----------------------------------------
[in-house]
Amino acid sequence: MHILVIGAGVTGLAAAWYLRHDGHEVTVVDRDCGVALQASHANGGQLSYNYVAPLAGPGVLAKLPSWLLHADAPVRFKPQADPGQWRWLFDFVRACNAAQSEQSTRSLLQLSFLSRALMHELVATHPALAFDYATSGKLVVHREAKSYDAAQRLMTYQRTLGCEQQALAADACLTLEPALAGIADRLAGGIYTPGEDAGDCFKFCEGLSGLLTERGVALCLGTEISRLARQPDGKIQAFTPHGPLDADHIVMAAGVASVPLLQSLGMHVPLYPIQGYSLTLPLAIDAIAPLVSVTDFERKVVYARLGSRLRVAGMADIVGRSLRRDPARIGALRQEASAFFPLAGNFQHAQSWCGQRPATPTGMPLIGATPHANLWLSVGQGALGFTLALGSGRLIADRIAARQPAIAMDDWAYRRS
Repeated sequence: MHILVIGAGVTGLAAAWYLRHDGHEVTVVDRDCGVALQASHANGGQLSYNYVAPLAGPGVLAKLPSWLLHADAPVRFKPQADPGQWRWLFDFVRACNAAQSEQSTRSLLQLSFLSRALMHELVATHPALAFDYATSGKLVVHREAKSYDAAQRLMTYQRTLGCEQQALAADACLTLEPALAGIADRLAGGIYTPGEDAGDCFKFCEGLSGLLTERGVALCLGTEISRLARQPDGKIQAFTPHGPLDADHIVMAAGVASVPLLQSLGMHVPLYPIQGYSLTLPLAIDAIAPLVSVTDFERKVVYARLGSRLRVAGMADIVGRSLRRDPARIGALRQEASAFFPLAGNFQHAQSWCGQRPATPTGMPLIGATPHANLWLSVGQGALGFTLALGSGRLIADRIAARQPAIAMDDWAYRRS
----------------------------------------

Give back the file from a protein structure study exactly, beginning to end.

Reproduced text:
[in-house]
Amino acid sequence: MHILVIGAGVTGLAAAWYLRHDGHEVTVVDRDCGVALQASHANGGQLSYNYVAPLAGPGVLAKLPSWLLHADAPVRFKPQADPGQWRWLFDFVRACNAAQSEQSTRSLLQLSFLSRALMHELVATHPALAFDYATSGKLVVHREAKSYDAAQRLMTYQRTLGCEQQALAADACLTLEPALAGIADRLAGGIYTPGEDAGDCFKFCEGLSGLLTERGVALCLGTEISRLARQPDGKIQAFTPHGPLDADHIVMAAGVASVPLLQSLGMHVPLYPIQGYSLTLPLAIDAIAPLVSVTDFERKVVYARLGSRLRVAGMADIVGRSLRRDPARIGALRQEASAFFPLAGNFQHAQSWCGQRPATPTGMPLIGATPHANLWLSVGQGALGFTLALGSGRLIADRIAARQPAIAMDDWAYRRS
Repeated sequence: MHILVIGAGVTGLAAAWYLRHDGHEVTVVDRDCGVALQASHANGGQLSYNYVAPLAGPGVLAKLPSWLLHADAPVRFKPQADPGQWRWLFDFVRACNAAQSEQSTRSLLQLSFLSRALMHELVATHPALAFDYATSGKLVVHREAKSYDAAQRLMTYQRTLGCEQQALAADACLTLEPALAGIADRLAGGIYTPGEDAGDCFKFCEGLSGLLTERGVALCLGTEISRLARQPDGKIQAFTPHGPLDADHIVMAAGVASVPLLQSLGMHVPLYPIQGYSLTLPLAIDAIAPLVSVTDFERKVVYARLGSRLRVAGMADIVGRSLRRDPARIGALRQEASAFFPLAGNFQHAQSWCGQRPATPTGMPLIGATPHANLWLSVGQGALGFTLALGSGRLIADRIAARQPAIAMDDWAYRRS